Why new merger guidelines?
A lot has happened in the 12 years since the current merger guidelines were published.
For example, John Kwoka, an economist consulted by the FTC on merger cases, explained that issues such as impacts on labor markets and cases of monopsomy – when a single buyer controls demand in a category and can thus control its own prices (looking at you, Amazon) – were not proposed for public comment or discussed as part of the current guidelines.
Khan also cited “moat building, data aggregation strategies and rollup plays by private equity” as examples of M&A priorities for businesses that current antitrust guidelines aren’t well-equipped to tackle.
New guidelines might ding a private equity buyer if its goal or the outcome of its acquisition is to reduce costs through job reduction.
Historically, US antitrust enforcement – i.e., how it’s currently done – focuses on instances when huge companies control or influence prices for consumers or business competitors.
Data-driven online advertising giants like Google and Facebook have been able to clear important acquisitions (YouTube and Instagram, for instance) in part because as free services regulators can’t point to higher consumer prices.
“It’s quite clear that that lens is unduly narrow,” Kwoka said.
New merger guidelines would likely consider the impact of a merger on labor markets or prioritizing “innovation” within a category in cases where metrics like consumer pricing don’t apply to free services.
The vertical rabbit hole
Another fetter on US regulators is the narrow antitrust application for vertical mergers.
Horizontal mergers are when one company buys a direct competitor, thus removing one player from the market. These deals get much tougher scrutiny than vertical mergers, when a company enters a new market, which are treated relatively loosely.
Amazon acquired Whole Foods as a splashy entrance into the brick-and-mortar business and faced no trouble. But now that it’s a player in the category, a much smaller deal for a regional grocery chain might be blocked as a horizontal acquisition.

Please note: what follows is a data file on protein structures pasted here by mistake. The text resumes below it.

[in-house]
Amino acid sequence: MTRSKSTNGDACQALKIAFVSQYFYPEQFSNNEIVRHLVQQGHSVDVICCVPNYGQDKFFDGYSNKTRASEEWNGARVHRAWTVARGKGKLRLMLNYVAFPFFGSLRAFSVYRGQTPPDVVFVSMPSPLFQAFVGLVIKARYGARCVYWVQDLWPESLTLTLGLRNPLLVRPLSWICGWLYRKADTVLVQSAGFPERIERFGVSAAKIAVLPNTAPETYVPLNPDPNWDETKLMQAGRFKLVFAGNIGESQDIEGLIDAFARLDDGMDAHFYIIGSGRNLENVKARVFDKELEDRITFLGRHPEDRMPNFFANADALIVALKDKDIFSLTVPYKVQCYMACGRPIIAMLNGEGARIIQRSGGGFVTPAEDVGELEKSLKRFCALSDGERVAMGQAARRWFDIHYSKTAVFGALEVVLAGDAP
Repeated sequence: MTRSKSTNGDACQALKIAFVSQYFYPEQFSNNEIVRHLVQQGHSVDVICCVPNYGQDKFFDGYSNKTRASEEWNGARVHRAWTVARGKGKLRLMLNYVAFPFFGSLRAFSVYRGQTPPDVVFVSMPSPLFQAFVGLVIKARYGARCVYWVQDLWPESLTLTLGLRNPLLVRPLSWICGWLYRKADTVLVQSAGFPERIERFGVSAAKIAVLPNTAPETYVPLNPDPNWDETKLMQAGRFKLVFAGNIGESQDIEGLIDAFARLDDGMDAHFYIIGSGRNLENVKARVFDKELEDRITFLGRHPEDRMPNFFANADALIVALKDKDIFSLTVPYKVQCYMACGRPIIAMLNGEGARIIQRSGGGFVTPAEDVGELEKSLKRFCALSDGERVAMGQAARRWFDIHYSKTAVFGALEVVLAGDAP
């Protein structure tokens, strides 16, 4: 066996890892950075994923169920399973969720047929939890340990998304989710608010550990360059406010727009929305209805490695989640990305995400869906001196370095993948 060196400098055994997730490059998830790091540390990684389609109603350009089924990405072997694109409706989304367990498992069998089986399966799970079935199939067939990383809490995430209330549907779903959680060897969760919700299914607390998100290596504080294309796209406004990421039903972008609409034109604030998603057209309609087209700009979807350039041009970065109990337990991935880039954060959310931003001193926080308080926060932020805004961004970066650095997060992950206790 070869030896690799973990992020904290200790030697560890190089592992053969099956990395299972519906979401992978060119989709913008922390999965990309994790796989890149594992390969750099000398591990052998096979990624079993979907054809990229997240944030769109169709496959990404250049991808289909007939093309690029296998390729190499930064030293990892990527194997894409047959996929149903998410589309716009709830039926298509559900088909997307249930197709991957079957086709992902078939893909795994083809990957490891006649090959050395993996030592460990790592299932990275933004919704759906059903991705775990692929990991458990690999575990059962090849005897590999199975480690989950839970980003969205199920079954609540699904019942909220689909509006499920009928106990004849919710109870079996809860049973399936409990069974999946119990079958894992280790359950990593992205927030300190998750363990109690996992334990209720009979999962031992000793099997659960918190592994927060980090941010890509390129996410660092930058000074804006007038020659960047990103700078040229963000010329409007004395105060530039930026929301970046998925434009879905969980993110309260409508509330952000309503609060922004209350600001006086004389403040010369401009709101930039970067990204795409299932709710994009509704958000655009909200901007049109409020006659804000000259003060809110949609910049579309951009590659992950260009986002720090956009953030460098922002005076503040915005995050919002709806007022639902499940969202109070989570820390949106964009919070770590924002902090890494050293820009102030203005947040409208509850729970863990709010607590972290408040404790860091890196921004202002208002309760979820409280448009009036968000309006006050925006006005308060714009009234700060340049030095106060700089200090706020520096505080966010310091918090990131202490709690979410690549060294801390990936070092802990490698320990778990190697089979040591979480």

Limiting suits to horizontal mergers doesn’t account for “multidimensional” markets that exist today, said Assistant Attorney General Jonathan Kanter, who leads the DOJ antitrust division.
Any time someone checks the weather forecast or orders coffee online, a network of interconnected services, sometimes dozens of companies, are operating in the background, he said. And that rarely happens with the consumer’s knowledge.
Khan said that “a wealth of new scholarship” on this topic has emerged in recent years. She became a leading regulatory figure after a 2017 Yale Law Review article titled “Amazon’s Antitrust Paradox.”
Kanter is another young antitrust lawyer who rose to prominence torching big tech companies.
But the wheels of regulation move slowly. Even if DOJ and FTC leaders are rearing to challenge more merger deals, they need new guidelines that can support their cases – and they need to convince legislators and judges to get behind the rules.
That’s why it will take multiple public comment periods and months or years until a final document can be published. Regulators need to identify consumers and small businesses complaining of actual harm.
“Our message to the American people is … please share your views,” Kanter said.